U.N. Leaves Iraq

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High noon may be fast approaching in the Gulf, but if the guns do start blazing we're in for a lot more than a quick, climactic firefight. The evacuation of U.N. arms inspectors from Baghdad Wednesday, together with President Clinton's delay of his departure for Asia, signal that an attack may be imminent. But proceeding with an air-and-missile strike will demand a more sustained military commitment from the U.S. and its allies. "UNSCOM had been hanging on by a thread, but once we bomb, it's over," says TIME Pentagon correspondent Mark Thompson. "And with UNSCOM gone, it'll take more than a single strike to answer Saddam's transgressions -- bombing Iraq could be the beginning of a sustained campaign of arms control by bombing."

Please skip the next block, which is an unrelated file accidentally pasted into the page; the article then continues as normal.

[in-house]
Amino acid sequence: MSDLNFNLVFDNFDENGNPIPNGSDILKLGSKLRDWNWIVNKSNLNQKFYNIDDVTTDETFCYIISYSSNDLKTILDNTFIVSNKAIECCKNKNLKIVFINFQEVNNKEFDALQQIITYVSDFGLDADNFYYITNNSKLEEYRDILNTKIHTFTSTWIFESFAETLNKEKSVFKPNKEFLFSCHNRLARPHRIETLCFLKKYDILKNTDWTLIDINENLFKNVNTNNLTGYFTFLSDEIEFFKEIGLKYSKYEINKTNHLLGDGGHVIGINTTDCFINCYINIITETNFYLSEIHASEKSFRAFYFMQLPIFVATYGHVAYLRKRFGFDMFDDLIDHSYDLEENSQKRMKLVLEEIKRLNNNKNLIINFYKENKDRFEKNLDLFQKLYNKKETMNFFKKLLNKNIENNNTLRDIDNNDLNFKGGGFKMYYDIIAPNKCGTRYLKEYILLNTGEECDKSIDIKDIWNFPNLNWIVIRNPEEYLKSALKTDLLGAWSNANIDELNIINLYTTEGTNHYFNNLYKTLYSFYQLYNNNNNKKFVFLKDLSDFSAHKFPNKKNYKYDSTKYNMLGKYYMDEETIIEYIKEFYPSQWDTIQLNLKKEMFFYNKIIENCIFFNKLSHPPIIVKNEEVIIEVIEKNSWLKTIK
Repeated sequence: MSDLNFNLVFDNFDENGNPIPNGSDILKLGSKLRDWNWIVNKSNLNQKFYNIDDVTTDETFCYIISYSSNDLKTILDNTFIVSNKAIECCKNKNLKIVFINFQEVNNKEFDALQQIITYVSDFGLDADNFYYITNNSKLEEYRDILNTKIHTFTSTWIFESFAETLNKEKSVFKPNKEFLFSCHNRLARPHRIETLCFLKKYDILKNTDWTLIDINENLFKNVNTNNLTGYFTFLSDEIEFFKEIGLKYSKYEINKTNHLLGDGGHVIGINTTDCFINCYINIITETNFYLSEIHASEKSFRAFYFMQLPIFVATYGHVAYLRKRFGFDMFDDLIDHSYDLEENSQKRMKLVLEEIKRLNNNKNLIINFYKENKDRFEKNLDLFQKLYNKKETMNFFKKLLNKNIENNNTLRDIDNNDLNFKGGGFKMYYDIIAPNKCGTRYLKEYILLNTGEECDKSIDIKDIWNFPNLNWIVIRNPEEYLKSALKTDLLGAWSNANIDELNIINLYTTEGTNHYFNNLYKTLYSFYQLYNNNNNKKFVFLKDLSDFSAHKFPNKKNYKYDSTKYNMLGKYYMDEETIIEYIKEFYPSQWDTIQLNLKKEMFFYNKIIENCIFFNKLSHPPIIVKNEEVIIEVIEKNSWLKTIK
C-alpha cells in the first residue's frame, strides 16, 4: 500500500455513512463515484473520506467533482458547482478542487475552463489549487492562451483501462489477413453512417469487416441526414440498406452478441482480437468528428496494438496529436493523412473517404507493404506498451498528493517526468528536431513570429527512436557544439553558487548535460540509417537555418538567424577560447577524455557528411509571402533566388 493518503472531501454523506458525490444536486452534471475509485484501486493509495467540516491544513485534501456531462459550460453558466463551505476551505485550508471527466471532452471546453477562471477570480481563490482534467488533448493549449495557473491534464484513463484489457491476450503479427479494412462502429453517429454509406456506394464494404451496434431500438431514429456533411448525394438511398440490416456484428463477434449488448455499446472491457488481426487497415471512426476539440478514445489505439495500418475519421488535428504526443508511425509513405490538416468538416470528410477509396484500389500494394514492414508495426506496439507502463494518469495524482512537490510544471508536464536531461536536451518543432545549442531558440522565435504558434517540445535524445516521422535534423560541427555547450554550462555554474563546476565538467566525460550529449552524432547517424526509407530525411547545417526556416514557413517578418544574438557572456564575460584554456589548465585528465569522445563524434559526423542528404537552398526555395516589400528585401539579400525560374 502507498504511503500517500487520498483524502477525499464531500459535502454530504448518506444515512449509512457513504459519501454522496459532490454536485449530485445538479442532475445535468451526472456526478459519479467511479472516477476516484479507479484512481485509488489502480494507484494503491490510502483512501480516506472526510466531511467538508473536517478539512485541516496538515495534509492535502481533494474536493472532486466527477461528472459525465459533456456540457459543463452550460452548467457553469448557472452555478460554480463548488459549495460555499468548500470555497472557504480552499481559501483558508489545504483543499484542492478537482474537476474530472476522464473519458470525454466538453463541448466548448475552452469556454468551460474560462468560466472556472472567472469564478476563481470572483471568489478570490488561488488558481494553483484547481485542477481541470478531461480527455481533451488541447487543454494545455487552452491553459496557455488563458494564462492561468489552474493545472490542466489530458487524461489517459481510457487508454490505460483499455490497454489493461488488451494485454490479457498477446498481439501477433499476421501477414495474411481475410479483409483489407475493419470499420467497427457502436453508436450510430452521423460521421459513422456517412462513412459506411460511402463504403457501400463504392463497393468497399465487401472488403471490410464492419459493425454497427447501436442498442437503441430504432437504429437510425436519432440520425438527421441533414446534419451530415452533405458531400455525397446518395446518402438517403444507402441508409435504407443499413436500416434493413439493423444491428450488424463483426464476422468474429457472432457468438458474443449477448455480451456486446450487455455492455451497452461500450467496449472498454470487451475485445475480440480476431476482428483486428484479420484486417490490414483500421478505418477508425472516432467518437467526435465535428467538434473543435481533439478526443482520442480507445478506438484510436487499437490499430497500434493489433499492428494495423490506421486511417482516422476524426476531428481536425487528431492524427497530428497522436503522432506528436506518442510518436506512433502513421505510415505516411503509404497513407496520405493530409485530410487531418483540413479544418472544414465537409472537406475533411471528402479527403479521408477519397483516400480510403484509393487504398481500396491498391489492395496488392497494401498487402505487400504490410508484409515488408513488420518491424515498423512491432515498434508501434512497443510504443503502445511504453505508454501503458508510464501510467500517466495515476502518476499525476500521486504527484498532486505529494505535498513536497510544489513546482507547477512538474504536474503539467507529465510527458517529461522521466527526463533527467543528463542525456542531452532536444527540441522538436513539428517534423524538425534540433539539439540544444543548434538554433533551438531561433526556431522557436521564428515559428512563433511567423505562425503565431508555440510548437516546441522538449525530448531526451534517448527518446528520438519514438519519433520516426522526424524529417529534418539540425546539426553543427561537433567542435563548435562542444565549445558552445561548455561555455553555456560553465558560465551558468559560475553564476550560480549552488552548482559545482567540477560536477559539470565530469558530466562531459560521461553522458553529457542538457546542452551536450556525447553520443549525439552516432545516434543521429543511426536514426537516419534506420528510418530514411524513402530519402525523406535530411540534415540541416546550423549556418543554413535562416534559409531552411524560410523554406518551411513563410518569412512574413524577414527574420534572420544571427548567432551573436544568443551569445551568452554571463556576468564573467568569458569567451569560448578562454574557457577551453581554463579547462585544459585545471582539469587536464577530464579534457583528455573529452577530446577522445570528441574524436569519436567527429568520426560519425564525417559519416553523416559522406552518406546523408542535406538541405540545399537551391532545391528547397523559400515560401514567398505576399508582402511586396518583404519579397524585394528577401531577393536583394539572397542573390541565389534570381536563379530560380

Special Report Even as the U.S. puts its forces in position to launch air and missile strikes, the strategic initiative still remains with Saddam. He created this crisis by ending cooperation with UNSCOM, and he can end it by simply backing off at the last minute, as he did last February. Which would leave the White House looking for a way out of a geopolitical "Groundhog Day."